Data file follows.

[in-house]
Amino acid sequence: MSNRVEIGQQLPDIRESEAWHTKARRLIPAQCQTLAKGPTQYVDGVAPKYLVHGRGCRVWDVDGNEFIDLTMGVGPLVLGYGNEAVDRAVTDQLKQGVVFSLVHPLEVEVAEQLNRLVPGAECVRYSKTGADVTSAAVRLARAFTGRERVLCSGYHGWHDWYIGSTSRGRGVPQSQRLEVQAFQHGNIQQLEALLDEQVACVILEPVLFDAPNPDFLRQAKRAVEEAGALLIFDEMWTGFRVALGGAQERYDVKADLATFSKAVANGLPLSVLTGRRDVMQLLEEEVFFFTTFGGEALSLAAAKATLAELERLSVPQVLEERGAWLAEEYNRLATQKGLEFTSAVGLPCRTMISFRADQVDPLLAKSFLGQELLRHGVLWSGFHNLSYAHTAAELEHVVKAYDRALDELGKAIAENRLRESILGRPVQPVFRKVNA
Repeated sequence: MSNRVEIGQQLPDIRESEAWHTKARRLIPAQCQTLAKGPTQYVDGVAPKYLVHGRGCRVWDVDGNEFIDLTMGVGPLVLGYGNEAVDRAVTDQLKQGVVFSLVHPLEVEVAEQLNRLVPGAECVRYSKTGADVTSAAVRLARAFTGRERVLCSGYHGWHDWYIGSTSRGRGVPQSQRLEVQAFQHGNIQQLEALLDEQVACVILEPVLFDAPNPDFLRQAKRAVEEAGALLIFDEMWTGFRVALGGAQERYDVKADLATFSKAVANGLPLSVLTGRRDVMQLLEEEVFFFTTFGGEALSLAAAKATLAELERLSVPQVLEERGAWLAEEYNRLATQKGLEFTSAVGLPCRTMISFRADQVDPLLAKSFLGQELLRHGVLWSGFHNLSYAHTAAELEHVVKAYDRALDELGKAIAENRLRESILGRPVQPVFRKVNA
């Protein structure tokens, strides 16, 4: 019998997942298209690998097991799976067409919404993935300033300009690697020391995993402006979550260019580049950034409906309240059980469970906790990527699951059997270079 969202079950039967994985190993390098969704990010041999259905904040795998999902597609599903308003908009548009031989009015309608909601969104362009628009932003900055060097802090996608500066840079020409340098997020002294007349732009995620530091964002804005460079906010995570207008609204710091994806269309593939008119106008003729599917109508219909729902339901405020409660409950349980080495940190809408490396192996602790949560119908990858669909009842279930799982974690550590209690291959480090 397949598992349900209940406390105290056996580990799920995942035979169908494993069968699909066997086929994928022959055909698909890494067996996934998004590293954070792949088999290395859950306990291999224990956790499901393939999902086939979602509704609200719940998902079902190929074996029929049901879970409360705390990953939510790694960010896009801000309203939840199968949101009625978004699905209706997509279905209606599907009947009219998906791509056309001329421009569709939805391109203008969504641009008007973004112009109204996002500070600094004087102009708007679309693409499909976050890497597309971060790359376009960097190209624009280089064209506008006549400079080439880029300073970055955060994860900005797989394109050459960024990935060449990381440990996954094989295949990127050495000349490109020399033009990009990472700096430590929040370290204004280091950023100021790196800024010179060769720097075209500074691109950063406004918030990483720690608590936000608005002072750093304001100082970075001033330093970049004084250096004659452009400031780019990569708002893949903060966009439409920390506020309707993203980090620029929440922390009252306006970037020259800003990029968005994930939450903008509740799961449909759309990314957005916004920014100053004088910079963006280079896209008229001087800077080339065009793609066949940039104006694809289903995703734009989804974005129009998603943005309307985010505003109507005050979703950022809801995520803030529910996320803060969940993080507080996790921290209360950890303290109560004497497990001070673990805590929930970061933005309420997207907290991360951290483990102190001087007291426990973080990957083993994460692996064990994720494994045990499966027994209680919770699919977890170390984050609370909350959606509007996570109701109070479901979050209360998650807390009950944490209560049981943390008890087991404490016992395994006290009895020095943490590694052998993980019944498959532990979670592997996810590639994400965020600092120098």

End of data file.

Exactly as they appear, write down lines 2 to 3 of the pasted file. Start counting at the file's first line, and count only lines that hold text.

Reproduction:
Amino acid sequence: MSNRVEIGQQLPDIRESEAWHTKARRLIPAQCQTLAKGPTQYVDGVAPKYLVHGRGCRVWDVDGNEFIDLTMGVGPLVLGYGNEAVDRAVTDQLKQGVVFSLVHPLEVEVAEQLNRLVPGAECVRYSKTGADVTSAAVRLARAFTGRERVLCSGYHGWHDWYIGSTSRGRGVPQSQRLEVQAFQHGNIQQLEALLDEQVACVILEPVLFDAPNPDFLRQAKRAVEEAGALLIFDEMWTGFRVALGGAQERYDVKADLATFSKAVANGLPLSVLTGRRDVMQLLEEEVFFFTTFGGEALSLAAAKATLAELERLSVPQVLEERGAWLAEEYNRLATQKGLEFTSAVGLPCRTMISFRADQVDPLLAKSFLGQELLRHGVLWSGFHNLSYAHTAAELEHVVKAYDRALDELGKAIAENRLRESILGRPVQPVFRKVNA
Repeated sequence: MSNRVEIGQQLPDIRESEAWHTKARRLIPAQCQTLAKGPTQYVDGVAPKYLVHGRGCRVWDVDGNEFIDLTMGVGPLVLGYGNEAVDRAVTDQLKQGVVFSLVHPLEVEVAEQLNRLVPGAECVRYSKTGADVTSAAVRLARAFTGRERVLCSGYHGWHDWYIGSTSRGRGVPQSQRLEVQAFQHGNIQQLEALLDEQVACVILEPVLFDAPNPDFLRQAKRAVEEAGALLIFDEMWTGFRVALGGAQERYDVKADLATFSKAVANGLPLSVLTGRRDVMQLLEEEVFFFTTFGGEALSLAAAKATLAELERLSVPQVLEERGAWLAEEYNRLATQKGLEFTSAVGLPCRTMISFRADQVDPLLAKSFLGQELLRHGVLWSGFHNLSYAHTAAELEHVVKAYDRALDELGKAIAENRLRESILGRPVQPVFRKVNA